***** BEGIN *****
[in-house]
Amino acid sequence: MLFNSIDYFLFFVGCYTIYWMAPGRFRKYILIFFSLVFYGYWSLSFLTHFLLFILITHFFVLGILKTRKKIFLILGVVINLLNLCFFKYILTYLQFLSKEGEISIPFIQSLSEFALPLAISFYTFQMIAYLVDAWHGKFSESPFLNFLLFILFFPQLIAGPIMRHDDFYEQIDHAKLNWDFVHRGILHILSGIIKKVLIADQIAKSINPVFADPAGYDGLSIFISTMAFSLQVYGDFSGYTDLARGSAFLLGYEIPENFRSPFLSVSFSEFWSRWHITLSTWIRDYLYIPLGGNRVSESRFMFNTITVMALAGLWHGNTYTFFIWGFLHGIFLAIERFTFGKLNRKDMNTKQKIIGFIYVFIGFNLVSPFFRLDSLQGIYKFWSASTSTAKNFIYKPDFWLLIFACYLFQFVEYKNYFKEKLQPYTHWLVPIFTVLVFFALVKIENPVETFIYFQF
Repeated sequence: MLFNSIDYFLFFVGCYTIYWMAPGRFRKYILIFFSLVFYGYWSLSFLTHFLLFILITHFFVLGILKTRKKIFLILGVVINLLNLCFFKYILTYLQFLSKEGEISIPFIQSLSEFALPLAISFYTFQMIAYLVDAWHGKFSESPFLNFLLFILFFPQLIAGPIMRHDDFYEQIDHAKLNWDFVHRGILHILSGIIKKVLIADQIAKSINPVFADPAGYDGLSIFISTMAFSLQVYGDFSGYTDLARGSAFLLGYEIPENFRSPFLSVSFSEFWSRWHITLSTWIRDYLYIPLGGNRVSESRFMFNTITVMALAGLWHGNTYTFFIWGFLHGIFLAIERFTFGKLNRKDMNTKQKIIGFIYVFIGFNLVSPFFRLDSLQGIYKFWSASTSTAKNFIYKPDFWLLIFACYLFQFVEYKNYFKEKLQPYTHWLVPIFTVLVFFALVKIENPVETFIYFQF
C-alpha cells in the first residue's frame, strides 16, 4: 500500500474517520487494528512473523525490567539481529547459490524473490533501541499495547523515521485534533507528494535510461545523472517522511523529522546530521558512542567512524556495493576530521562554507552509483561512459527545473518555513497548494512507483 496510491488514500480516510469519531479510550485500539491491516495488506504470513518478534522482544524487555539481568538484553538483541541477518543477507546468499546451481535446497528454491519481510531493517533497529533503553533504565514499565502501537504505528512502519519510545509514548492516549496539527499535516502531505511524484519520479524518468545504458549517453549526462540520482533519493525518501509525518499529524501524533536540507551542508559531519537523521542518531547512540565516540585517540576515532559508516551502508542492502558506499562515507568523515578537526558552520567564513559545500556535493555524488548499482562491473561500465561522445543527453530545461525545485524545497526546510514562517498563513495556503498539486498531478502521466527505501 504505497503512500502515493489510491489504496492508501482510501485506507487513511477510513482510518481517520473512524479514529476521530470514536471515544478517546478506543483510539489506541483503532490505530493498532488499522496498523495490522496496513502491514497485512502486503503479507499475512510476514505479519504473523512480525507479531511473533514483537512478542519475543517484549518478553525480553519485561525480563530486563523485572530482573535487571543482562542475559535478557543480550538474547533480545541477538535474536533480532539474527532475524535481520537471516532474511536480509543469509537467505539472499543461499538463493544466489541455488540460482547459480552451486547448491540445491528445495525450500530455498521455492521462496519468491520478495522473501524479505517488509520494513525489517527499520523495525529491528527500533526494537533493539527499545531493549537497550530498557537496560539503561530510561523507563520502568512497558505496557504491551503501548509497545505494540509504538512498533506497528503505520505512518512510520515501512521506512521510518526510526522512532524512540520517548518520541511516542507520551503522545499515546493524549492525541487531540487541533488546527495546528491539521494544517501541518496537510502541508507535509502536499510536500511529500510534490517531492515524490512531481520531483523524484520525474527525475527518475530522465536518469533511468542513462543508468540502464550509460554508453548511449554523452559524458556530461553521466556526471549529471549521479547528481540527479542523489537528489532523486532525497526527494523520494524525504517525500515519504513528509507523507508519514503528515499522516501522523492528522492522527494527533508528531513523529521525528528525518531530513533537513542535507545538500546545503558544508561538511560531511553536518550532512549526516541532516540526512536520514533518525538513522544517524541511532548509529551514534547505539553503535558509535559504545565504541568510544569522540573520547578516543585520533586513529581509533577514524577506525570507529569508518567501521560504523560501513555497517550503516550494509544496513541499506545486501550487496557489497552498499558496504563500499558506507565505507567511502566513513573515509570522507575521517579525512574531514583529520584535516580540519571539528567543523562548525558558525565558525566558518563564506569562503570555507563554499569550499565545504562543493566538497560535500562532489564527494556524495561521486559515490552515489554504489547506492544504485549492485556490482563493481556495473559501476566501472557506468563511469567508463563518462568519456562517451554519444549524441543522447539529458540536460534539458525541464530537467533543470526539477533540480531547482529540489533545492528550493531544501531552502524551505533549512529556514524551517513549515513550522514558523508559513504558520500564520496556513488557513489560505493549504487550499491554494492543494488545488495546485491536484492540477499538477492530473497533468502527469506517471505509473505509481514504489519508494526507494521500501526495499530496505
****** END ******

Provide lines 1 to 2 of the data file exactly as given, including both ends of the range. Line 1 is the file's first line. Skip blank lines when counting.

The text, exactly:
[in-house]
Amino acid sequence: MLFNSIDYFLFFVGCYTIYWMAPGRFRKYILIFFSLVFYGYWSLSFLTHFLLFILITHFFVLGILKTRKKIFLILGVVINLLNLCFFKYILTYLQFLSKEGEISIPFIQSLSEFALPLAISFYTFQMIAYLVDAWHGKFSESPFLNFLLFILFFPQLIAGPIMRHDDFYEQIDHAKLNWDFVHRGILHILSGIIKKVLIADQIAKSINPVFADPAGYDGLSIFISTMAFSLQVYGDFSGYTDLARGSAFLLGYEIPENFRSPFLSVSFSEFWSRWHITLSTWIRDYLYIPLGGNRVSESRFMFNTITVMALAGLWHGNTYTFFIWGFLHGIFLAIERFTFGKLNRKDMNTKQKIIGFIYVFIGFNLVSPFFRLDSLQGIYKFWSASTSTAKNFIYKPDFWLLIFACYLFQFVEYKNYFKEKLQPYTHWLVPIFTVLVFFALVKIENPVETFIYFQF